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Alumni visit campus for the closing event of Hispanic Heritage Month

Panelists+Daniel+Aguilar%2C+Jasmine+Jetton-Gonzales%2C+Kerry+Portillo-Lopez%2C+Arceli+Ariza%2C+Cynthia+Rodriguez-Garcia+discuss+the+Latinx+experience
Panelists Daniel Aguilar, Jasmine Jetton-Gonzales, Kerry Portillo-Lopez, Arceli Ariza, Cynthia Rodriguez-Garcia discuss the Latinx experience

Panelists Daniel Aguilar, Jasmine Jetton-Gonzales, Kerry Portillo-Lopez, Arceli Ariza, Cynthia Rodriguez-Garcia discuss the Latinx experience

Megan Swett

Megan Swett

Panelists Daniel Aguilar, Jasmine Jetton-Gonzales, Kerry Portillo-Lopez, Arceli Ariza, Cynthia Rodriguez-Garcia discuss the Latinx experience

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Various Latnix UIS Alumni came back to campus on Saturday morning to have brunch and host a panel for current students. The event, hosted by the Diversity Center, was one of the final events for the Hispanic Heritage Month lineup.

Students showed up to the Lincoln Residence Hall Great Room at 10 a.m. Saturday morning, where they caught up with their old friends and peers. Brunch was served and enjoyed alongside conversation, which led into the panel discussion for the last hour of the event.

The panelists–Daniel Aguilar, Jasmine Jetton-Gonzales, Kerry Portillo-Lopez, Arceli Ariza, Cynthia Rodriguez-Garcia–talked about life after graduation. Topics included finding work, working while Latnix, furthering education, and more.

Their experiences varied. Aguilar, for example, applied to “30 plus jobs,” whereas Portillo-Lopez and Ariza applied to only a few. Jetton-Gonzales changed her career path just a few months after graduating.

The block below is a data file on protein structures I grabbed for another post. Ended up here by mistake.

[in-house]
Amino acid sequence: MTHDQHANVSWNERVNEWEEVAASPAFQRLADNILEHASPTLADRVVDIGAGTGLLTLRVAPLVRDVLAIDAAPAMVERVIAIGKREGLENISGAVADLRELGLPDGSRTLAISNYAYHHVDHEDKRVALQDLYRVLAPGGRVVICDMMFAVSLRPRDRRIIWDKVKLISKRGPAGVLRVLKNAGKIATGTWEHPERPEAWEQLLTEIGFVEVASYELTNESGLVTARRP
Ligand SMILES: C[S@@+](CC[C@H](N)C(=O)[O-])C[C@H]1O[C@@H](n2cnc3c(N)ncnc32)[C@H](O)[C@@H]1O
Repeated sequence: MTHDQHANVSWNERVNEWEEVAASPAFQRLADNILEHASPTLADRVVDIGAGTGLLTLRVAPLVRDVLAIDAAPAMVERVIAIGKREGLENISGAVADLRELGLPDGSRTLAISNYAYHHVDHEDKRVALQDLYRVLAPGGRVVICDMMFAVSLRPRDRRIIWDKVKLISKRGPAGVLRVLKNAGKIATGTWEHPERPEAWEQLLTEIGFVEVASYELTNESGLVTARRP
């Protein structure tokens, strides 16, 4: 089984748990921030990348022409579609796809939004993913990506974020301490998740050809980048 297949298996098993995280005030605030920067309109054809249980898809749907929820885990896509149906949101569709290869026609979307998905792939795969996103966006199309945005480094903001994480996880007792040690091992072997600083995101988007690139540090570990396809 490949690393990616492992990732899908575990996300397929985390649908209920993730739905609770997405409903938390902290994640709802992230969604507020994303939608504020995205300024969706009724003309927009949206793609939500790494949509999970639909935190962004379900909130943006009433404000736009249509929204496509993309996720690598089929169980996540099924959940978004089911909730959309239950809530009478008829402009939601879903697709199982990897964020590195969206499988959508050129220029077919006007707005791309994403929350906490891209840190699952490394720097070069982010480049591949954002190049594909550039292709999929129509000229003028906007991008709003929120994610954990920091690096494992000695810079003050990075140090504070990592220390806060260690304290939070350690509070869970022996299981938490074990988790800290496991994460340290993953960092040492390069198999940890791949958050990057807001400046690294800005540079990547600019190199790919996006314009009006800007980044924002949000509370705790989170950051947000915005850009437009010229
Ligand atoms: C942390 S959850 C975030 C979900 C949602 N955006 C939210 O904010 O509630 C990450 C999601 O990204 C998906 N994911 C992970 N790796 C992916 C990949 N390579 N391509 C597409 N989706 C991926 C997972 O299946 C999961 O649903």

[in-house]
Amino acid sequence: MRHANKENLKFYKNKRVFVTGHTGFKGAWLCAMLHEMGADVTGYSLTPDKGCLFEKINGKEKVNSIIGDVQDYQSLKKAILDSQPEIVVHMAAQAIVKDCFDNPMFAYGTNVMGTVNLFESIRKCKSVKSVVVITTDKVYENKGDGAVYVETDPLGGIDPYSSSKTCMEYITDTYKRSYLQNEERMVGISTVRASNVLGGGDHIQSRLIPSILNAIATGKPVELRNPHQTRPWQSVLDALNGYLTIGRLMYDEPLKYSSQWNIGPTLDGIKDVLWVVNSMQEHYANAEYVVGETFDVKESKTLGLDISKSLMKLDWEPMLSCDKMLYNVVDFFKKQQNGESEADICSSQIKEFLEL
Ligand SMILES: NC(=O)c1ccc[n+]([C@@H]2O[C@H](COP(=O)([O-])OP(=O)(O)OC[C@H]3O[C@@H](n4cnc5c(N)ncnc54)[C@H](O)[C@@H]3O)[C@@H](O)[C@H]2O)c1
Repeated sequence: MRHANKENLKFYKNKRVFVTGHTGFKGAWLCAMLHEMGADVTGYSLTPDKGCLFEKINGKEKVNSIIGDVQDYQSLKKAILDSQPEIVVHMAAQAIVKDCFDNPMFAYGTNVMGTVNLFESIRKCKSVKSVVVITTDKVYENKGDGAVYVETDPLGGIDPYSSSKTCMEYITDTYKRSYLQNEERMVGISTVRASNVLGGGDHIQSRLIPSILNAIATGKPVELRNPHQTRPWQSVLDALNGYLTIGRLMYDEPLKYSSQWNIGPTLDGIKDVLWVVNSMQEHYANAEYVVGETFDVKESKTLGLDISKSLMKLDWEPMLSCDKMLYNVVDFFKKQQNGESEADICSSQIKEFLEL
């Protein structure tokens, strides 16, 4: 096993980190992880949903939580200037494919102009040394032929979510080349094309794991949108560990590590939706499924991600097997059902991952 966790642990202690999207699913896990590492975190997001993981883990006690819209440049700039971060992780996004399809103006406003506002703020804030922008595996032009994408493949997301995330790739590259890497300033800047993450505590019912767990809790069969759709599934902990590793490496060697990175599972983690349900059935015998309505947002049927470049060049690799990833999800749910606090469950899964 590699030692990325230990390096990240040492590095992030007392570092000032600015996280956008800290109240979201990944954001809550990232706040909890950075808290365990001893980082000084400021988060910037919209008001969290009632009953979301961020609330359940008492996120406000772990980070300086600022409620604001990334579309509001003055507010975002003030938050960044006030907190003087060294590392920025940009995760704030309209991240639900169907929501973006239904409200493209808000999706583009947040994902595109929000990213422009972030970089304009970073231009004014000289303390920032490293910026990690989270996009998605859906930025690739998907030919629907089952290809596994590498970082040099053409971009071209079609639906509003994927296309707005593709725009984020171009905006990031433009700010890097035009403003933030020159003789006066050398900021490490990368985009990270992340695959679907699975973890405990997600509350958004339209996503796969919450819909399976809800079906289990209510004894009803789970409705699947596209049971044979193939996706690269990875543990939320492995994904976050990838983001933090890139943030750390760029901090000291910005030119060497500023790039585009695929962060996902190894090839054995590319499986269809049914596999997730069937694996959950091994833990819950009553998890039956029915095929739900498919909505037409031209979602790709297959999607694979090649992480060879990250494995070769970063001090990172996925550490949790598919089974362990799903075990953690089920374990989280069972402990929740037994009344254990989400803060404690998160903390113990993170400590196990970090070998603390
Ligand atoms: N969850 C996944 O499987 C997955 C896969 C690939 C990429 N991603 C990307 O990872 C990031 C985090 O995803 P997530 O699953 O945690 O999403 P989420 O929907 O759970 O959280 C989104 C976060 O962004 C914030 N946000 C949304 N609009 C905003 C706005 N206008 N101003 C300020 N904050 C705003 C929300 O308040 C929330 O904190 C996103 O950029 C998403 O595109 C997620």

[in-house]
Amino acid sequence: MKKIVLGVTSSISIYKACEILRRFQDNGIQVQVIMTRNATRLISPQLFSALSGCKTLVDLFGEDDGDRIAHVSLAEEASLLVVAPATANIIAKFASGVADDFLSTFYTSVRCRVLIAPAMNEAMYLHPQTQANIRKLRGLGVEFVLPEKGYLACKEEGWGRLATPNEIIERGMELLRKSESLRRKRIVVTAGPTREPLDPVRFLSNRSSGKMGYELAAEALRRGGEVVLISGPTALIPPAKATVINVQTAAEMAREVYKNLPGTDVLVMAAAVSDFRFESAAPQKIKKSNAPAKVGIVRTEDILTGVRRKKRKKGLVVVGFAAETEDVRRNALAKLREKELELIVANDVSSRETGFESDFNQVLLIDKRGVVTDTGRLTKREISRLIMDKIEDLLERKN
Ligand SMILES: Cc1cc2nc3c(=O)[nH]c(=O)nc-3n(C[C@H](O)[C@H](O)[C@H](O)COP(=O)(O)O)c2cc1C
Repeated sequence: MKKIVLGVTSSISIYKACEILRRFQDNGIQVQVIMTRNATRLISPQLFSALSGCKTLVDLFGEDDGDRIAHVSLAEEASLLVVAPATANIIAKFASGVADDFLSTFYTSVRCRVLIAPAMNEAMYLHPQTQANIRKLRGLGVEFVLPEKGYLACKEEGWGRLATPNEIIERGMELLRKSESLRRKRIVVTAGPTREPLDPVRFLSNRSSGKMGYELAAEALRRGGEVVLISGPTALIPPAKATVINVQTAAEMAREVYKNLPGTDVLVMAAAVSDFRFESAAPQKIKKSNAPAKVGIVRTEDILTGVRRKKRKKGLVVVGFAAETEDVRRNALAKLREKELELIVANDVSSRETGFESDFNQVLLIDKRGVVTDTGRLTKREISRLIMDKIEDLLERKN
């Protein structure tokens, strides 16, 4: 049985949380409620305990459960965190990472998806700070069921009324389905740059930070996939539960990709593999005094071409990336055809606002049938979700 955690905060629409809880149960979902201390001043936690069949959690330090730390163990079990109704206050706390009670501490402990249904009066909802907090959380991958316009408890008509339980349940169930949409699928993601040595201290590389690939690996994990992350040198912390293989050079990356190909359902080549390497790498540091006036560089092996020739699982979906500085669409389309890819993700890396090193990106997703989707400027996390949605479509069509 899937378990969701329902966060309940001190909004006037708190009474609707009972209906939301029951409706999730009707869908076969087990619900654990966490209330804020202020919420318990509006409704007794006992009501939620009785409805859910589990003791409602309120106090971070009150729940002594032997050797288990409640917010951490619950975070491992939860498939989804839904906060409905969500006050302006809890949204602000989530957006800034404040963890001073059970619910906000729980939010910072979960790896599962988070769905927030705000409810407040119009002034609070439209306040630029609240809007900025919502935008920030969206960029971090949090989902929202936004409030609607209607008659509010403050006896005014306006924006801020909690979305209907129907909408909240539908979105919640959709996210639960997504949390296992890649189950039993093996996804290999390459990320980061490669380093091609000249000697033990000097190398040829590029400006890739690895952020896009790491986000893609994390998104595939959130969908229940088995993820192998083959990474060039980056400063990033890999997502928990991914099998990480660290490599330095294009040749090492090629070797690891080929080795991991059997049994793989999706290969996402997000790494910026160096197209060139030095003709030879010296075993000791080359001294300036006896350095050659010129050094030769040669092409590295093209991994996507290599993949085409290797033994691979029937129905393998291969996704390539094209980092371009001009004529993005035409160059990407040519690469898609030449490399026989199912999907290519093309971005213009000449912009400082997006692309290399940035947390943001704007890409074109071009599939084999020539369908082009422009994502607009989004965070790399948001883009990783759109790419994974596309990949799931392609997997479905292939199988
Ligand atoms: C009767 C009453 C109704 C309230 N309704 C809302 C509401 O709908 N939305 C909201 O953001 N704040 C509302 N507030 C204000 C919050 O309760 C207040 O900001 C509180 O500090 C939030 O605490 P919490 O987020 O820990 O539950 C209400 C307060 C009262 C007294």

Originally aiming for a job in child advocacy, Gonzalez shifted her focus after gaining experience in the field.

“I was looking for jobs in domestic violence shelters,” she said. “It was beyond emotionally draining. It was intense; and I was only working there part time.”

She decided to apply to job in the Illinois Students Assistant Commission (ISAC), which helps students plan for college.

Aguilar shares a similar experience. While he focused on political science in his time as an undergrad and graduate student, he ending up taking a job in higher education.

“For me, I wanted to be an immigration lawyer. That was the plan,” he said. “Every single time I was in the interview process [for higher education], the question always came up, ‘You’re studying political science, why are you doing this?’ As if I’m the weird one.”

However, Aguilar recalled often joking about going into higher education while he was in school, and he credits that openness to helping him make the career shift.

“Do not feel bad if the degree that you are currently pursuing is not what you’ll be doing for the rest of your life,” he said. “It’s okay if you change your mind.”

“And it’s okay if it’s your senior year in college and you change your mind,” Jetton-Gonzales added. “That’s what freaked me out the most. So it’s okay if it’s nearly the day of graduation and you decide ‘Yeah, no.’”

Different majors aren’t the only things that set the panelists apart from their co-workers. Each panelist is Latnix, which notably impacts their working lives.

For Rodriguez-Garcia, it helps her, as she works with a population that is “80 percent Latino.” Rodriguez-Garcia currently works at a family care center, as well as a rehabilitation center.

“For me, making the client feel comfortable, like we’re all the same, that I don’t feel like I’m better than anyone, [is important],” she said. “I think you can relate on a lot of issues, and that they feel comfortable talking about things, like the issue with DACA. They feel like they’re in a safe zone.”

For others, their ethnicity is notably sets them apart at work.

“It’s kind of a challenge,” Aguilar said. “It’s kind of a challenge when you are the only one there. For me, I’m the only Latino, I’m the only man of color sitting at the table.”

Jetton-Garcia added, “It’s okay to be the only one at the table. You should be so proud of yourself to be there. It is so intimidating, but … being different is okay.”

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Award winning, student run, weekly campus newspaper of the University of Illinois, Springfield..
Alumni visit campus for the closing event of Hispanic Heritage Month